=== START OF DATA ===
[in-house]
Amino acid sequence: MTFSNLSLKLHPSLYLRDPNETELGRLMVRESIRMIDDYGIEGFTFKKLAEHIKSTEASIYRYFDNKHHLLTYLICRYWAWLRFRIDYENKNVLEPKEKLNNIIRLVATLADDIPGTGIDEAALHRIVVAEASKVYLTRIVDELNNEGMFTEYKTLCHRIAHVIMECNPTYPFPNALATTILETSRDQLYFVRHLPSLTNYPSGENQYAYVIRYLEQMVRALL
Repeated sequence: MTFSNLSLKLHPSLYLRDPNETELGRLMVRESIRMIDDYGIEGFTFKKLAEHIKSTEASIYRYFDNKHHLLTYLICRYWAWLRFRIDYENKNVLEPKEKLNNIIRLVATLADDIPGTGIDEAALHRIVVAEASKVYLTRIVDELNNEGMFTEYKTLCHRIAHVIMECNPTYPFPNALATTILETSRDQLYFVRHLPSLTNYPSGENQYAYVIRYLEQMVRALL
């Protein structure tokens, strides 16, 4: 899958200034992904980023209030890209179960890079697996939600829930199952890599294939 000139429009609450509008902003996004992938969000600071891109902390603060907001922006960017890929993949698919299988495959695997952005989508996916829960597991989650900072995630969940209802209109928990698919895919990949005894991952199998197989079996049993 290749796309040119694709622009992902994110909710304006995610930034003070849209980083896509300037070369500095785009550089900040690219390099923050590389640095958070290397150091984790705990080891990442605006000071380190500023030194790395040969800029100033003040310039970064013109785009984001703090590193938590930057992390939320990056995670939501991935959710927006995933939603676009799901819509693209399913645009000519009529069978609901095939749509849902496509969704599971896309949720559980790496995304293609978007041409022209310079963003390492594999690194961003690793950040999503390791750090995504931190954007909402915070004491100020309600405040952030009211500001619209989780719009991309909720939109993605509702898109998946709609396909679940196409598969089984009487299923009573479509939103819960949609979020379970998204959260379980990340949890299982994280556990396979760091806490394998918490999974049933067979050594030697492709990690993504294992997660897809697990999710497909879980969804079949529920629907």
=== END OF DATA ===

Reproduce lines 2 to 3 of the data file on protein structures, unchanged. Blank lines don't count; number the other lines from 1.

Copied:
Amino acid sequence: MTFSNLSLKLHPSLYLRDPNETELGRLMVRESIRMIDDYGIEGFTFKKLAEHIKSTEASIYRYFDNKHHLLTYLICRYWAWLRFRIDYENKNVLEPKEKLNNIIRLVATLADDIPGTGIDEAALHRIVVAEASKVYLTRIVDELNNEGMFTEYKTLCHRIAHVIMECNPTYPFPNALATTILETSRDQLYFVRHLPSLTNYPSGENQYAYVIRYLEQMVRALL
Repeated sequence: MTFSNLSLKLHPSLYLRDPNETELGRLMVRESIRMIDDYGIEGFTFKKLAEHIKSTEASIYRYFDNKHHLLTYLICRYWAWLRFRIDYENKNVLEPKEKLNNIIRLVATLADDIPGTGIDEAALHRIVVAEASKVYLTRIVDELNNEGMFTEYKTLCHRIAHVIMECNPTYPFPNALATTILETSRDQLYFVRHLPSLTNYPSGENQYAYVIRYLEQMVRALL